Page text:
Two stalls don’t exactly make a bustling market but when in France, it is important to remember that you’re getting quality over quantity. The Friday morning market in the village of Vaujany is the epitome of tiny – one stall selling cheese and one stall selling sausage, however, the sausages are anything but ordinary.
Wicker baskets sit atop a red and white chequered tablecloth and are filled with neatly stacked sausages. Small signs attached to each basket indicate the price, five euros (EUR) for one, 10 EUR for three, and 20 EUR for seven. Experience shows that if you buy seven the marchand de saucissons may just sneak an extra one into your shopping bag when you’re not looking. His service is always with a smile.
What is most important though is what you choose to put in your bag. Sausages made of deer and of wild boar are hard to resist, as is the classic smoked sausage. It’s when you reach the baskets filled with fig sausage and those made with chanterelle mushrooms and Beaufort cheese that your eyes will really widen with delight.
Beaufort cheese sausage, but how does it taste? Creamy, it’s a melt-in-your mouth sausage which perfectly blends the mildly pungent aroma of this Alpine cheese with delicately spiced meat. It will make you wish your hometown or city had a tiny market just like this, or wish that you bought more when you had the chance.
The village of Vaujany is nestled in the French Alps at an altitude of 1250 metres, and with its narrow streets and only a few hundred year round residents, is a traditional French community. Well known as a skiing destination because of its gondola lift link to Alpe d’Huez, it’s a hidden gem for summer tourism. After a few days you’ll soon find yourself discovering your favourite sunset-viewing spot, your favourite mountain drive, and your favourite walking route.
One such route is a two-hour round trip walk to the thundering La Fare waterfall. If you follow the road from Vaujany to La Villette you will likely make several stops to pluck tiny, ruby red, wild strawberries from their stems and pop them into your mouth as you stroll along. Cows and goats graze in nearby fields and you will soon find yourself on a moderately easy trail winding up and along a small section of the Grandes Rousses mountain range to a spot above the base of La Fare.
From this point adventurous types who are properly equipped can join the via feratta, a rock climbing route, but others can be content to feel the spray of the waterfall on their faces and enjoy the panoramic views from the safety of the trail.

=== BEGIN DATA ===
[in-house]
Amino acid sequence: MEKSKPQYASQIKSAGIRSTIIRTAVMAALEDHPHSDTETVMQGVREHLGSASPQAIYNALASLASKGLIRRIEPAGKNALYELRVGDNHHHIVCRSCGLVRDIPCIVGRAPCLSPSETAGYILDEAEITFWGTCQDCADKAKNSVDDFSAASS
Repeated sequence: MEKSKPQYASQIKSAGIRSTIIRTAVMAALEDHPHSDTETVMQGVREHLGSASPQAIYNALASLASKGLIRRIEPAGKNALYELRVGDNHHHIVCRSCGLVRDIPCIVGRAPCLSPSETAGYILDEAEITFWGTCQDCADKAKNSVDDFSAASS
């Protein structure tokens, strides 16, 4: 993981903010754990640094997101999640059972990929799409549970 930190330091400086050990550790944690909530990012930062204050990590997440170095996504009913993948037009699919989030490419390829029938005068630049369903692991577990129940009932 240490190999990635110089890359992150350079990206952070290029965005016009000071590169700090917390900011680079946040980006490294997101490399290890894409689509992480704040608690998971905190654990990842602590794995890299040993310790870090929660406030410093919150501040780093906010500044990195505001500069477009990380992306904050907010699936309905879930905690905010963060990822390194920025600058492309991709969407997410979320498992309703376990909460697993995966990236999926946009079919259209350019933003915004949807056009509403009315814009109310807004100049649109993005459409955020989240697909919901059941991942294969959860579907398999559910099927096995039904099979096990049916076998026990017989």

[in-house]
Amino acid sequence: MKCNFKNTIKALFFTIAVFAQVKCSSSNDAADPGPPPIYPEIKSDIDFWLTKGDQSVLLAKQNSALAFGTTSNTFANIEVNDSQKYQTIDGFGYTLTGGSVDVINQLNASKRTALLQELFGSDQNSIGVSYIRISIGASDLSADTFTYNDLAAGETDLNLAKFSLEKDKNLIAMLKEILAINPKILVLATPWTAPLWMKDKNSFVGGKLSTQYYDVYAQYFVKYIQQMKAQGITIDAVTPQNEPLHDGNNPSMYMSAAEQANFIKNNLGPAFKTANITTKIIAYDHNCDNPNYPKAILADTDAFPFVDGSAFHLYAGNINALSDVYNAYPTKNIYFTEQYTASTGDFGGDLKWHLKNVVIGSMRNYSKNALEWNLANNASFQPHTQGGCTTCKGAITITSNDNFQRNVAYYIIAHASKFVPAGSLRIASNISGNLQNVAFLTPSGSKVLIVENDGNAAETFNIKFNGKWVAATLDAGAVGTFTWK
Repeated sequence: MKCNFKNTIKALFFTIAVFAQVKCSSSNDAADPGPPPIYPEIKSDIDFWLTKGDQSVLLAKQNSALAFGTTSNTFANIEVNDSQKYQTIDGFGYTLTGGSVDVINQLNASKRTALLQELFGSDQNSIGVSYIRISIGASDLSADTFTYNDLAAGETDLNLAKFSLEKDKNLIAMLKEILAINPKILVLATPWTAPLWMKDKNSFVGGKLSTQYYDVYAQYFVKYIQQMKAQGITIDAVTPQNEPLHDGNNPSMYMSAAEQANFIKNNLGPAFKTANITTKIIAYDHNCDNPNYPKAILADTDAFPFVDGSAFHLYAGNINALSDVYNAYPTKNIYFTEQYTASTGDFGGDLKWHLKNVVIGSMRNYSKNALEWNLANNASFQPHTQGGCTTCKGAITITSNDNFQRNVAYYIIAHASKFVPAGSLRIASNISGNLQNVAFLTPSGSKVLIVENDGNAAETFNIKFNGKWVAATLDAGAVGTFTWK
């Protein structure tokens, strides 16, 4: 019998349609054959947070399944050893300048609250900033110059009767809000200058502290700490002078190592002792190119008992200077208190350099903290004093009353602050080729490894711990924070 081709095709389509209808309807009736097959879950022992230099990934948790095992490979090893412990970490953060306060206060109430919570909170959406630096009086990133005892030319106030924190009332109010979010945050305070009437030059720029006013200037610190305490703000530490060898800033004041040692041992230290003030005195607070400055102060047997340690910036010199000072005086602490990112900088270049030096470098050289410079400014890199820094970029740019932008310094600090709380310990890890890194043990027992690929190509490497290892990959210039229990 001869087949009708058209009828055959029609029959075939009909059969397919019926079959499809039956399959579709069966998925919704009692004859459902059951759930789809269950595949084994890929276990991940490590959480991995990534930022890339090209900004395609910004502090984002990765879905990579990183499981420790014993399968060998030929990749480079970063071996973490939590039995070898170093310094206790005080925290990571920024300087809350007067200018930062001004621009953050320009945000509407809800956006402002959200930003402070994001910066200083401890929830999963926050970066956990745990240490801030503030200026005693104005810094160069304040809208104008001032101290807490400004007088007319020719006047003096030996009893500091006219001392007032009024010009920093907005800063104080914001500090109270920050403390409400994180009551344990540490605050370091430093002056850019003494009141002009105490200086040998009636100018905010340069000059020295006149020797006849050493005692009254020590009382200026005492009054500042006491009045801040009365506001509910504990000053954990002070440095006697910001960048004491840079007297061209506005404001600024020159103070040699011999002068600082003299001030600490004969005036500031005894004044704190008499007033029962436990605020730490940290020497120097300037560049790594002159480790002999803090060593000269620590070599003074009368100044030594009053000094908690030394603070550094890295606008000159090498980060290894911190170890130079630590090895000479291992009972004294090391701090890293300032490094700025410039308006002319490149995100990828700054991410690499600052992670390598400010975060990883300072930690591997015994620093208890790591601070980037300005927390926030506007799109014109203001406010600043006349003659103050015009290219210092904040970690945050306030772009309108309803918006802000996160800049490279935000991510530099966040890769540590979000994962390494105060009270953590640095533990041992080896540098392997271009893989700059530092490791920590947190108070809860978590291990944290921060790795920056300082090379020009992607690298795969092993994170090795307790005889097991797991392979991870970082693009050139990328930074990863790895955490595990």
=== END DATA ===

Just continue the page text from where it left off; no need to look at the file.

If Hôtel l’Etendard is your accommodation in Vaujany, then you can always expect to return to a delicious dinner. The rooms are quite average but that’s more than made up for by the friendly Belgian couple who own the hotel and the mouth-watering mountain food they serve.
While tartiflette may not be summer fare, it’s not a dish you can or want to say no to. Named for a variety of potato from the Haute-Savoie department of the Rhône-Alpes region, it combines onions, bacon, potatoes, and Reblochon cheese into a hearty one-pot meal and is best paired with a crisp green salad.
The Reblochon cheese used in tartiflette also comes from Haute-Savoie and has an interesting history. It is named so because in the 14th century, mountain farmers would avoid high taxes from wealthy landowners by only partially milking their cows – blocher la vache – before the yield was measured. They then secretly milked the cows again – reblocher – and this rich remaining milk was used by dairymaids to make what is now called Reblochon cheese.
In Vaujany, sausages are an important fixture of the two-stall morning market, but don’t overlook the cheese!
France is covered by Central European Time (CET) and as part of the Eurozone, all financial transactions are handled in euros. If you like to ski or snowboard, then winter is your season to visit Vaujany as snow makes the slopes oh so inviting. If you prefer to bask in the warm glow of the sun, then summer offers some respite from the masses of winter sport tourists. The slopes are lush and green and while the sun warms your shoulders, the mountain air is still clean and fresh.
Grenoble–Isère Airport (GNB) is the nearest airport and is located 40 kilometres northwest of Grenoble and about 100 kilometres northwest of Vaujany. There are bus services to several cities, towns, and villages in the region but for convenience, and especially in the summer, it’s best to rent a car. Not only will you save time, it is often the only way to explore off the beaten path and at your own pace.
La Marmotte – This colourful one-day race for amateur cyclists takes place the first weekend of July and covers 174 kilometres, climaxing with a 13.8 kilometre climb up the 21 hairpin bends of Alpe d’Huez.
La Chèvre… rie – Goat cheese farmer Clément Marais has a market stall in the city of Bourg d’Oisans on Saturdays but to buy his products directly from the source or for a guided visit of the farm, milking demonstration, and tasting, make a trip to the village of Villard Reculas.
La Ferme des Bisons de l’Oisans – Children will love the opportunity to accompany sheep and bison farmer Didier Girard during his daily work of feeding and checking his herds, and meat products can be purchased from the farm shop.